* Replace “serverfqdn” with the fully qualified domain name of the server (ie: sample.server.uiowa.edu). Note: it may also be helpful to add a year to the filename.

    You will then see output and be prompted for configuration as seen in the following example. Enter your details accordingly.

    $ openssl req -nodes -newkey rsa:2048 -keyout serverfqdn.key -out multidomain.csr -config multissl.conf
    Generating a 2048 bit RSA private key
    writing new private key to ‘serverfqdn.key’
    You are about to be asked to enter information that will be incorporated
    into your certificate request.
    What you are about to enter is what is called a Distinguished Name or a DN.
    There are quite a few fields but you can leave some blank
    For some fields there will be a default value,
    If you enter ‘.’, the field will be left blank.
    Country Name (2 letter code) [US]:US
    State or Province Name (full name) [Iowa]:Iowa
    Locality Name (eg, city) [Iowa City]:Iowa City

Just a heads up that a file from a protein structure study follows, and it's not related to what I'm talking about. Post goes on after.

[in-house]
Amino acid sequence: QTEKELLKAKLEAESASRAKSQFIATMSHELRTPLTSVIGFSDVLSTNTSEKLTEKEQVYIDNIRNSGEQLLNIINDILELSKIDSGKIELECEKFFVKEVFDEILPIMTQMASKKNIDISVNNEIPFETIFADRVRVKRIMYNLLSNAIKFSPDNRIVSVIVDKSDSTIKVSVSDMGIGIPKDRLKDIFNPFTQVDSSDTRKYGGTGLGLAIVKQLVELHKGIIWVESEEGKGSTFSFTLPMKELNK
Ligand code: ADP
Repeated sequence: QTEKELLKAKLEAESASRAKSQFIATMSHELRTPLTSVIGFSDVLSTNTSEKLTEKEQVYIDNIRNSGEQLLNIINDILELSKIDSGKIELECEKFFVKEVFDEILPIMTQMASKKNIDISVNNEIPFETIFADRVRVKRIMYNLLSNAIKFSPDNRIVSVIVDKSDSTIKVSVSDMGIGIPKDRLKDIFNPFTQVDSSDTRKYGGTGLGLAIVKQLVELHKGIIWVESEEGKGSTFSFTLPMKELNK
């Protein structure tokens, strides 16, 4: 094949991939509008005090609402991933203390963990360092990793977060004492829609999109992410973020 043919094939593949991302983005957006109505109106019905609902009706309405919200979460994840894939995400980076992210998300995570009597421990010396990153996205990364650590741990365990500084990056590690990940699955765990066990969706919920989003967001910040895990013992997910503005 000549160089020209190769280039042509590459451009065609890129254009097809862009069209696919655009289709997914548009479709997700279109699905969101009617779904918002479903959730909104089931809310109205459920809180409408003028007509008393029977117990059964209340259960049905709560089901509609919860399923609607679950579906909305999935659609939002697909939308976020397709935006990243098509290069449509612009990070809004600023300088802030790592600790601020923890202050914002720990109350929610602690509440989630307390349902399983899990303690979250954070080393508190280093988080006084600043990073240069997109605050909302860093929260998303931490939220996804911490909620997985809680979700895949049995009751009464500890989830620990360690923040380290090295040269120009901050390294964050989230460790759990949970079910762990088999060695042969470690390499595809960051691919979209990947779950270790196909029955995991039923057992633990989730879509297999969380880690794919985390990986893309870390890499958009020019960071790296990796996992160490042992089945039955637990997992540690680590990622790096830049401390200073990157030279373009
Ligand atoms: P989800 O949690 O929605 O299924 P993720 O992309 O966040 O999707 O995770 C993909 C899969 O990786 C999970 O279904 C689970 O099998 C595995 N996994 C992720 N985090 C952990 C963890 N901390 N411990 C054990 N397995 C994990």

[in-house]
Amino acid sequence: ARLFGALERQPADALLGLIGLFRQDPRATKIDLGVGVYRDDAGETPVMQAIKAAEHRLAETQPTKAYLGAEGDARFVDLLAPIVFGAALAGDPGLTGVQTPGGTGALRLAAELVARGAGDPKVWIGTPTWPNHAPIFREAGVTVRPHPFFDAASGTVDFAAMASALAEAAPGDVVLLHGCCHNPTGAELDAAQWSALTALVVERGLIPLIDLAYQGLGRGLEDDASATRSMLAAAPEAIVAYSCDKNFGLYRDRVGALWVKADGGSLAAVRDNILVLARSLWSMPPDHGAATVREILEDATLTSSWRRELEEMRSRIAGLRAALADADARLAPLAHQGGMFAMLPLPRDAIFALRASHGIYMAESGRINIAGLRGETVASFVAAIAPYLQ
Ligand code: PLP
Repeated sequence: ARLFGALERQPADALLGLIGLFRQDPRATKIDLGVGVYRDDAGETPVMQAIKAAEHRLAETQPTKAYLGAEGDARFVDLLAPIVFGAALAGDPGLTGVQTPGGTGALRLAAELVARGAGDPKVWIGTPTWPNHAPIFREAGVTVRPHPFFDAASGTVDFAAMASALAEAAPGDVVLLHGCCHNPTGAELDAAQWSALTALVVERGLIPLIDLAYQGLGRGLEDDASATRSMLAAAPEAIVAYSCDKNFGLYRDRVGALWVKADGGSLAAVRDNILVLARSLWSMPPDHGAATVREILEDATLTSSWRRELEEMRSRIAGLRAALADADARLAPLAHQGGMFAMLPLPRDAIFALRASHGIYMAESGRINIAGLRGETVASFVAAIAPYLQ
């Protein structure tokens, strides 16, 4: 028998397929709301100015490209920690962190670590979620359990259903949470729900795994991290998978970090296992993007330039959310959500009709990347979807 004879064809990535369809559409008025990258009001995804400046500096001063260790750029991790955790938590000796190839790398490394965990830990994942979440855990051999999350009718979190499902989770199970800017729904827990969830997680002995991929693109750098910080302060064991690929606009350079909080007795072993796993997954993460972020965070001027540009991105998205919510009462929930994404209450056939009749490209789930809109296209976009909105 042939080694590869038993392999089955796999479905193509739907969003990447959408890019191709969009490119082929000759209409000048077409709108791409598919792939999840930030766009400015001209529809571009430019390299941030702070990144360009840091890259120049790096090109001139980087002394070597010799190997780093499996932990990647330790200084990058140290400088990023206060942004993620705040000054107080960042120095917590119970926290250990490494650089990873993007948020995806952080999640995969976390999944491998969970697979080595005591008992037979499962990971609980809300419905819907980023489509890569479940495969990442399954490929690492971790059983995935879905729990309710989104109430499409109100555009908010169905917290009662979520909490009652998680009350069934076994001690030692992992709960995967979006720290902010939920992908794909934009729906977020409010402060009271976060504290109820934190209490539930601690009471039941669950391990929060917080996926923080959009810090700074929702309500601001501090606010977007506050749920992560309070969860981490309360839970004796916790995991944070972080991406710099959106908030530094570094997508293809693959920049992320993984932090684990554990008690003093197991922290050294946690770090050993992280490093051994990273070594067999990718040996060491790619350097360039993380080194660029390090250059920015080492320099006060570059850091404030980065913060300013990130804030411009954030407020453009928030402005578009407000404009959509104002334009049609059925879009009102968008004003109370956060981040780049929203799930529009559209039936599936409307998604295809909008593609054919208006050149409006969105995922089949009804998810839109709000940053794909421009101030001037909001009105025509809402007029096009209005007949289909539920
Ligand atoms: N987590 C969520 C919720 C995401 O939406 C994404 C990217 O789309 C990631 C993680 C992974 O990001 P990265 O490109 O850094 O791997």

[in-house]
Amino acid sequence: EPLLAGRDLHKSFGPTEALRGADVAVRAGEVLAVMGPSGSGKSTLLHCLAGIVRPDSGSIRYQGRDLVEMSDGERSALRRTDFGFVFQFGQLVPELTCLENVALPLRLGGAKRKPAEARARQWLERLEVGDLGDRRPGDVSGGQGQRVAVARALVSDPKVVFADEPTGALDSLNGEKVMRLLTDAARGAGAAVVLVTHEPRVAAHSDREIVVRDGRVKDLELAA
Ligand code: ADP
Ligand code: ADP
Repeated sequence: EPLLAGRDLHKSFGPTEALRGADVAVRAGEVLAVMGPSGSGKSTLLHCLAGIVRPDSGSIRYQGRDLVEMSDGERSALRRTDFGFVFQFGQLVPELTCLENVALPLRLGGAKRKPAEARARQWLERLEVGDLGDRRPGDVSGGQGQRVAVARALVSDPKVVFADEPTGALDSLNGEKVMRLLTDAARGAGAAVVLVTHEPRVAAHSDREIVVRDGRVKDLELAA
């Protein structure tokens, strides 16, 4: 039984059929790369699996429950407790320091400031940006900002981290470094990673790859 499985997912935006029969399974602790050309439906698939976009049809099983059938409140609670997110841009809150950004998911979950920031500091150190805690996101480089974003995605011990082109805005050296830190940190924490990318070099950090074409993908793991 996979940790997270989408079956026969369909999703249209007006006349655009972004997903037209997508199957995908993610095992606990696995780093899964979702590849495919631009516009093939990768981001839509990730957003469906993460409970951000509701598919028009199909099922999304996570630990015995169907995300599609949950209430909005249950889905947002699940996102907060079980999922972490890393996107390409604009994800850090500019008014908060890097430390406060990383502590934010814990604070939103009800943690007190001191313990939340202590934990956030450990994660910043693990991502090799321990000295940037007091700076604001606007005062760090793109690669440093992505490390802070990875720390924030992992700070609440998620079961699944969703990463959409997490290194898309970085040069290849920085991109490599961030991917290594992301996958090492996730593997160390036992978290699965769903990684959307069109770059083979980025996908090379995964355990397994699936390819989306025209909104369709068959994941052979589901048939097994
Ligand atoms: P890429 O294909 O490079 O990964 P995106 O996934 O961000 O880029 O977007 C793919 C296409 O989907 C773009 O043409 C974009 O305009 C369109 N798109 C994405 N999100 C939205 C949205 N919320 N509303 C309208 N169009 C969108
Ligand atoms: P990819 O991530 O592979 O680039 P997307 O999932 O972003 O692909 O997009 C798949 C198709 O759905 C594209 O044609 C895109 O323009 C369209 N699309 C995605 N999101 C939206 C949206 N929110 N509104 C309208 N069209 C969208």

Organization Name (eg, company) [The University of Iowa]:My Company name
    Organizational Unit Name (eg, section) [Domain Control Validated]:IT SUPPORT
    Common Name (eg, YOUR SSL domain name) []:www.linuxwebhostingsupport.in

    Note: Replace www.linuxwebhostingsupport.in with the “primary” domain name you want secured with this certificate (likely, but not necessarily the hostname of the machine).

    At this point you should have the new key file, and CSR. Save the key file in a secure place, it will be needed to apply the new certificate. The CSR can now be submitted to request the SSL Cert.

    Strong TLS/SSL Security on your server

    SSL Report : www.linuxwebhostingsupport.in






    This is a simple guide for setting up a strong TLS/SSL configuration on your server.

    If you configure a web server’s TLS configuration, you have primarily to take care of three things: